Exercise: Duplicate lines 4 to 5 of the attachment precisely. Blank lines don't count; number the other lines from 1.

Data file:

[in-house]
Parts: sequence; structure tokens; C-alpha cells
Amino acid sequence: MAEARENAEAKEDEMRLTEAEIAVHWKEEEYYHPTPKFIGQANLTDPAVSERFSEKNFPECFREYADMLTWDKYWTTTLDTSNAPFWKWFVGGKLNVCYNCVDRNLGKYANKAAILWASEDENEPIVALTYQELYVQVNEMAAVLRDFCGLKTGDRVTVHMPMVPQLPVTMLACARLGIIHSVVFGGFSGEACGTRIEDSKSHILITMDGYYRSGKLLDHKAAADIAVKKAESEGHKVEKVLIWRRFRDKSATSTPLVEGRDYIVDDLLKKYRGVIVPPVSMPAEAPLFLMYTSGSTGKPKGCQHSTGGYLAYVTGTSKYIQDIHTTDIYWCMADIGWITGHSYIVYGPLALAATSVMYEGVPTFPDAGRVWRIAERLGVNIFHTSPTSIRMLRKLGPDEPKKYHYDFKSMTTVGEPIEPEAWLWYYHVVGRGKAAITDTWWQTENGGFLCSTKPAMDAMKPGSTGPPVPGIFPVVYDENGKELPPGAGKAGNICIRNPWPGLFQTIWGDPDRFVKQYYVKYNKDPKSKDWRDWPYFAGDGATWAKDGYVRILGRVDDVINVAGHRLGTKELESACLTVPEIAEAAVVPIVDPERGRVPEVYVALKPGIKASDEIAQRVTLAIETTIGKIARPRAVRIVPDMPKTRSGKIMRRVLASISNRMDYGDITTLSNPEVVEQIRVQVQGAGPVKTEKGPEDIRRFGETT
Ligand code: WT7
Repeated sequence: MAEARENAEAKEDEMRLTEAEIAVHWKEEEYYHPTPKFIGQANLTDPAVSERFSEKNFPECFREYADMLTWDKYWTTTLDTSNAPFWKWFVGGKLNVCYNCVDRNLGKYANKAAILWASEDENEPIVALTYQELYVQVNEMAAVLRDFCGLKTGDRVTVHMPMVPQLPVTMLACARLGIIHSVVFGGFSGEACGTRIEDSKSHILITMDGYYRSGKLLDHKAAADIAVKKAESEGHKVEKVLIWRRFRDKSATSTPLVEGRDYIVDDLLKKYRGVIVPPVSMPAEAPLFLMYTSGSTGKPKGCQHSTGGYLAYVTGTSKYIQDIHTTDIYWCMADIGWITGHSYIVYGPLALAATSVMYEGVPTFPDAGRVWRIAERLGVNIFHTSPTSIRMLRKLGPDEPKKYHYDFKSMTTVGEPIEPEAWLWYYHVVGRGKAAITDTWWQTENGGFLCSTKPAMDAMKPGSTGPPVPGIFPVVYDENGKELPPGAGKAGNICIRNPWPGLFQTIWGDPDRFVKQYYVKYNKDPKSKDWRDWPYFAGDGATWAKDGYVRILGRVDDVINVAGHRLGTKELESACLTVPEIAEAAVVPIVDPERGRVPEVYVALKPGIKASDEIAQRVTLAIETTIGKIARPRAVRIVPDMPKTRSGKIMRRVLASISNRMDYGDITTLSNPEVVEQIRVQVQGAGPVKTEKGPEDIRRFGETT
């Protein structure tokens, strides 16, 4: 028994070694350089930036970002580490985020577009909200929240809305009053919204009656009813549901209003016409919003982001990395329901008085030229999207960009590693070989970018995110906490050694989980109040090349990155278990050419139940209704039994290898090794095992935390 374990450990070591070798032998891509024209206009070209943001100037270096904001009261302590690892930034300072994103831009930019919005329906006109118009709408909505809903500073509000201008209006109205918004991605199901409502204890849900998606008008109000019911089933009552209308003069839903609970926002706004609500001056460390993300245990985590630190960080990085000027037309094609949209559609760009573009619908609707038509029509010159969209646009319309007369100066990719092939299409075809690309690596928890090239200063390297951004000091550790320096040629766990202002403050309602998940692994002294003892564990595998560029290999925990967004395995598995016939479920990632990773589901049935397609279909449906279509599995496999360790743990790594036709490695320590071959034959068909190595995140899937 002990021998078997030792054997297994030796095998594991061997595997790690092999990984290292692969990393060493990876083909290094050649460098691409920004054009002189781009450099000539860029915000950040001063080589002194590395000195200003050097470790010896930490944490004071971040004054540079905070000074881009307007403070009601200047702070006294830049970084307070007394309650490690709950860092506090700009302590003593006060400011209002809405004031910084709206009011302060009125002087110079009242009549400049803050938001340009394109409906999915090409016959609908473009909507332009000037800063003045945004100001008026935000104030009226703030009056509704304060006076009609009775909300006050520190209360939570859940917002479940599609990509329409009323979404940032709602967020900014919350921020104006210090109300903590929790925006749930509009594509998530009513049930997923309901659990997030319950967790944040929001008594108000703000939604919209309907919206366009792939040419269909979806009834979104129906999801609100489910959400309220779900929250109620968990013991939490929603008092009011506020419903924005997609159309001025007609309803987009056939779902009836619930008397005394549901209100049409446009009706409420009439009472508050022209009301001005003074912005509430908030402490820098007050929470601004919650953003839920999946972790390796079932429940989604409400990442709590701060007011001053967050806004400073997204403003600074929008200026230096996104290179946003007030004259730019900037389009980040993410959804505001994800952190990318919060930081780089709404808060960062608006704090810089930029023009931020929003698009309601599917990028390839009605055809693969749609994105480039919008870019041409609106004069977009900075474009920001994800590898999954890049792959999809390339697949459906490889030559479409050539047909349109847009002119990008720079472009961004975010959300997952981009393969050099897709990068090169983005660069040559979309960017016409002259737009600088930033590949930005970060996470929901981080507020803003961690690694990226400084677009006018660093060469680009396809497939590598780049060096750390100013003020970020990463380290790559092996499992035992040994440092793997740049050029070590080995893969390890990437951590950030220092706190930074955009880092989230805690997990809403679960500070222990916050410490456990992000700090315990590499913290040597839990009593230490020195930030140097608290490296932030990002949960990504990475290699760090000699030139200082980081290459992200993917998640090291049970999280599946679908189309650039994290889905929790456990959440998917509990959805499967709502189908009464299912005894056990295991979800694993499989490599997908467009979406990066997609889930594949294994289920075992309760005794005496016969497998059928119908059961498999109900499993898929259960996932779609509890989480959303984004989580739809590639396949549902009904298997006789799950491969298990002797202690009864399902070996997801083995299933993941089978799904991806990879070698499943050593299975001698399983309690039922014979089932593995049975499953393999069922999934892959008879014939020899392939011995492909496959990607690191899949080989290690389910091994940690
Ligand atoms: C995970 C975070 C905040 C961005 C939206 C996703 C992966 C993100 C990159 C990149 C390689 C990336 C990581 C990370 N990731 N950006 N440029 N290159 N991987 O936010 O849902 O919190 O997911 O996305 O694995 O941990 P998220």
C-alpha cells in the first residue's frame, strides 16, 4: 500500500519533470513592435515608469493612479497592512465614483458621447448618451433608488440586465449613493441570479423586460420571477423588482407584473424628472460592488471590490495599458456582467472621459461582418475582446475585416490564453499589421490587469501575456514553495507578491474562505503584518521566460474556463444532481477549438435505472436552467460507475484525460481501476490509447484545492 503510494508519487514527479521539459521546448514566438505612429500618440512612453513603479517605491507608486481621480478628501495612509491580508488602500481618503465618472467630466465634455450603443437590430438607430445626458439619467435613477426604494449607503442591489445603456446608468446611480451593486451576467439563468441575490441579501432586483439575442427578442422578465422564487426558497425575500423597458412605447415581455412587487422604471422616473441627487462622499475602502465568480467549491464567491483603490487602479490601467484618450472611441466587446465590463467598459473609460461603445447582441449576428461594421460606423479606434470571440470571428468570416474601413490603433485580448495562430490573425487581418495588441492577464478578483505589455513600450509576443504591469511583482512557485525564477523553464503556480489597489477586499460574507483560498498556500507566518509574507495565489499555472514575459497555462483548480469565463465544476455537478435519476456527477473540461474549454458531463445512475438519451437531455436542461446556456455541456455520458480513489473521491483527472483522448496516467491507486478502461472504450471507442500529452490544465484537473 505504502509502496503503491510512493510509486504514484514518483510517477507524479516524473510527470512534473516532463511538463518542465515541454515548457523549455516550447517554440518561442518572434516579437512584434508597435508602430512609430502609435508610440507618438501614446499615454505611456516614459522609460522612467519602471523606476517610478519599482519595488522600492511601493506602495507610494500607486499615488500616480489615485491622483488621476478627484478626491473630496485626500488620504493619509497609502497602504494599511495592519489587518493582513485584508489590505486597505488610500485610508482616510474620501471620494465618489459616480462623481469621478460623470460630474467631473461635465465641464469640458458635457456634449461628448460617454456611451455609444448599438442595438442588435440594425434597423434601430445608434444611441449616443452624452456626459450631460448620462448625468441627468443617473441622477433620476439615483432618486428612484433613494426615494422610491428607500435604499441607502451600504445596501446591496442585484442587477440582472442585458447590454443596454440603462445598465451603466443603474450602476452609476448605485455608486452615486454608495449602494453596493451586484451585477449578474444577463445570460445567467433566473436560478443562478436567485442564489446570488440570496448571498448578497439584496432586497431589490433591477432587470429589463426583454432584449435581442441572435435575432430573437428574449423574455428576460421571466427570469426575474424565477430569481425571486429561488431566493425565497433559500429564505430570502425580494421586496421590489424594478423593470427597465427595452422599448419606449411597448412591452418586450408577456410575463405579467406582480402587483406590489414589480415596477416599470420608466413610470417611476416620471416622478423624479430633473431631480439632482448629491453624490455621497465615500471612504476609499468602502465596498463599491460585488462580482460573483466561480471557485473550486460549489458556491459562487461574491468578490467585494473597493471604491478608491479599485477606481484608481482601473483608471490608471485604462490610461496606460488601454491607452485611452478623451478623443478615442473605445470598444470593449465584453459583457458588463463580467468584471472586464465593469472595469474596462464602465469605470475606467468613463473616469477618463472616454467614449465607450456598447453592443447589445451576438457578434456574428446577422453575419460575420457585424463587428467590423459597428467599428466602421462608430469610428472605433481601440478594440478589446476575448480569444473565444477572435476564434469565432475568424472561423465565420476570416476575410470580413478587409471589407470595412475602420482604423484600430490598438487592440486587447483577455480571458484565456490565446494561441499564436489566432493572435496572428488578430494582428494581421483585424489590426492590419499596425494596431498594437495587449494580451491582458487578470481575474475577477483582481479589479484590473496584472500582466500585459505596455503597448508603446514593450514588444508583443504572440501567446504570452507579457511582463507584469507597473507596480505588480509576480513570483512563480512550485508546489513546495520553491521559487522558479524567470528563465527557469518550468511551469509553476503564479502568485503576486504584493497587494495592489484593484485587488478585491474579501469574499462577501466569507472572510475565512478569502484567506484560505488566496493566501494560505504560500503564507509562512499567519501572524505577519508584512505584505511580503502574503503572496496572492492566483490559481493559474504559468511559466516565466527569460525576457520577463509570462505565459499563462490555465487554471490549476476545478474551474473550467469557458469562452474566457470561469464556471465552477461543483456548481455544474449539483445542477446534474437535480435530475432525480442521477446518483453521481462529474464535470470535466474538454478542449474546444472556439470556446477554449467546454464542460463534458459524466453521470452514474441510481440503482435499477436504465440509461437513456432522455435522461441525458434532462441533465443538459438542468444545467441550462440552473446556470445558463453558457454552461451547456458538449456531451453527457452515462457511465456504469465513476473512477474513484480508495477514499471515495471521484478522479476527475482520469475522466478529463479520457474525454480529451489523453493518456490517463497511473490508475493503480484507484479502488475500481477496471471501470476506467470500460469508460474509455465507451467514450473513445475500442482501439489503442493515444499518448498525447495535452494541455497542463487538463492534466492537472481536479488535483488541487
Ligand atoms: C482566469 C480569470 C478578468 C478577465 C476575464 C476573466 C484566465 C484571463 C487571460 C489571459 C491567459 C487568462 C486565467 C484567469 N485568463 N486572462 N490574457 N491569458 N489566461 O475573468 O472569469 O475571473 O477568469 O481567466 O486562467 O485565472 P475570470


Ligand code: WT7
Repeated sequence: MAEARENAEAKEDEMRLTEAEIAVHWKEEEYYHPTPKFIGQANLTDPAVSERFSEKNFPECFREYADMLTWDKYWTTTLDTSNAPFWKWFVGGKLNVCYNCVDRNLGKYANKAAILWASEDENEPIVALTYQELYVQVNEMAAVLRDFCGLKTGDRVTVHMPMVPQLPVTMLACARLGIIHSVVFGGFSGEACGTRIEDSKSHILITMDGYYRSGKLLDHKAAADIAVKKAESEGHKVEKVLIWRRFRDKSATSTPLVEGRDYIVDDLLKKYRGVIVPPVSMPAEAPLFLMYTSGSTGKPKGCQHSTGGYLAYVTGTSKYIQDIHTTDIYWCMADIGWITGHSYIVYGPLALAATSVMYEGVPTFPDAGRVWRIAERLGVNIFHTSPTSIRMLRKLGPDEPKKYHYDFKSMTTVGEPIEPEAWLWYYHVVGRGKAAITDTWWQTENGGFLCSTKPAMDAMKPGSTGPPVPGIFPVVYDENGKELPPGAGKAGNICIRNPWPGLFQTIWGDPDRFVKQYYVKYNKDPKSKDWRDWPYFAGDGATWAKDGYVRILGRVDDVINVAGHRLGTKELESACLTVPEIAEAAVVPIVDPERGRVPEVYVALKPGIKASDEIAQRVTLAIETTIGKIARPRAVRIVPDMPKTRSGKIMRRVLASISNRMDYGDITTLSNPEVVEQIRVQVQGAGPVKTEKGPEDIRRFGETT